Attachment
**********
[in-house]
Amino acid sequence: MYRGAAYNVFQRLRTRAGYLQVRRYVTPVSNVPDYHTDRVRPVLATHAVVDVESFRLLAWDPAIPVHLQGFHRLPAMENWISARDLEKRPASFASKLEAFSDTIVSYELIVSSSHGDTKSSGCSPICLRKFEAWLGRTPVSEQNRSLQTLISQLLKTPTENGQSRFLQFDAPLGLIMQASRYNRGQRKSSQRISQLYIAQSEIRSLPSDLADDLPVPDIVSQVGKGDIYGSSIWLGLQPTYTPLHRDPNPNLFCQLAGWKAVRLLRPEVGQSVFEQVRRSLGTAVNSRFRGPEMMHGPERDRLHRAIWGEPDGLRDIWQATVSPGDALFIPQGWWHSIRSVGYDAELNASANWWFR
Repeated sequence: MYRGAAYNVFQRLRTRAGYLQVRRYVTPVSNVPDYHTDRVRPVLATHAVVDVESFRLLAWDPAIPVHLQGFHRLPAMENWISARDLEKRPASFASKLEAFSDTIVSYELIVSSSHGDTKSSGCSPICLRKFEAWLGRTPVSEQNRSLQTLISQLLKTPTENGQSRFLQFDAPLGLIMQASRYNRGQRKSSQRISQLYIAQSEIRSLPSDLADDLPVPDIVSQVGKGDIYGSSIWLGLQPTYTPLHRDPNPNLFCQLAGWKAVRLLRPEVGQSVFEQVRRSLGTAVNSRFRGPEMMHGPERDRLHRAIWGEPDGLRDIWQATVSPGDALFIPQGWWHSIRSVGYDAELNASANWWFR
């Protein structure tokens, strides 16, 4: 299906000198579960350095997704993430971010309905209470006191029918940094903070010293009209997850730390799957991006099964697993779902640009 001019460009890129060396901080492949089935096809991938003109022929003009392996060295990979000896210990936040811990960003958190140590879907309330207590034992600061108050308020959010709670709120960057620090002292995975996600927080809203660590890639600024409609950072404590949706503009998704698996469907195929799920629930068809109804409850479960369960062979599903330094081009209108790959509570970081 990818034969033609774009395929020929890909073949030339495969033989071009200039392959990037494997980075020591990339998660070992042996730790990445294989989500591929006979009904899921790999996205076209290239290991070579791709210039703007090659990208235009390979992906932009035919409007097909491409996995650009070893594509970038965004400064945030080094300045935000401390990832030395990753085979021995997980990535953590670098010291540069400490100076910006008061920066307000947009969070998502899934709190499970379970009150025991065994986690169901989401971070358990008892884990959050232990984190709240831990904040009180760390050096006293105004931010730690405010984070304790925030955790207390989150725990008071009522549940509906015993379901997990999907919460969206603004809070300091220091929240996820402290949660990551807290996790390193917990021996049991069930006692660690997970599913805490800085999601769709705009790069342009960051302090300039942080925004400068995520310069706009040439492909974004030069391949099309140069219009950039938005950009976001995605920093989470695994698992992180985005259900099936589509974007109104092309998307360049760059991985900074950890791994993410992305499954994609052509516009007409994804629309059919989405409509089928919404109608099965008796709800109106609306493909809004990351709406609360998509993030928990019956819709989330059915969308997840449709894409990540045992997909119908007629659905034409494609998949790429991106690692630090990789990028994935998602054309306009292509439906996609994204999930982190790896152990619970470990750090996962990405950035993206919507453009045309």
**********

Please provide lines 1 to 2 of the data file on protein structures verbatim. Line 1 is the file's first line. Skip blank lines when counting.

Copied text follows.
[in-house]
Amino acid sequence: MYRGAAYNVFQRLRTRAGYLQVRRYVTPVSNVPDYHTDRVRPVLATHAVVDVESFRLLAWDPAIPVHLQGFHRLPAMENWISARDLEKRPASFASKLEAFSDTIVSYELIVSSSHGDTKSSGCSPICLRKFEAWLGRTPVSEQNRSLQTLISQLLKTPTENGQSRFLQFDAPLGLIMQASRYNRGQRKSSQRISQLYIAQSEIRSLPSDLADDLPVPDIVSQVGKGDIYGSSIWLGLQPTYTPLHRDPNPNLFCQLAGWKAVRLLRPEVGQSVFEQVRRSLGTAVNSRFRGPEMMHGPERDRLHRAIWGEPDGLRDIWQATVSPGDALFIPQGWWHSIRSVGYDAELNASANWWFR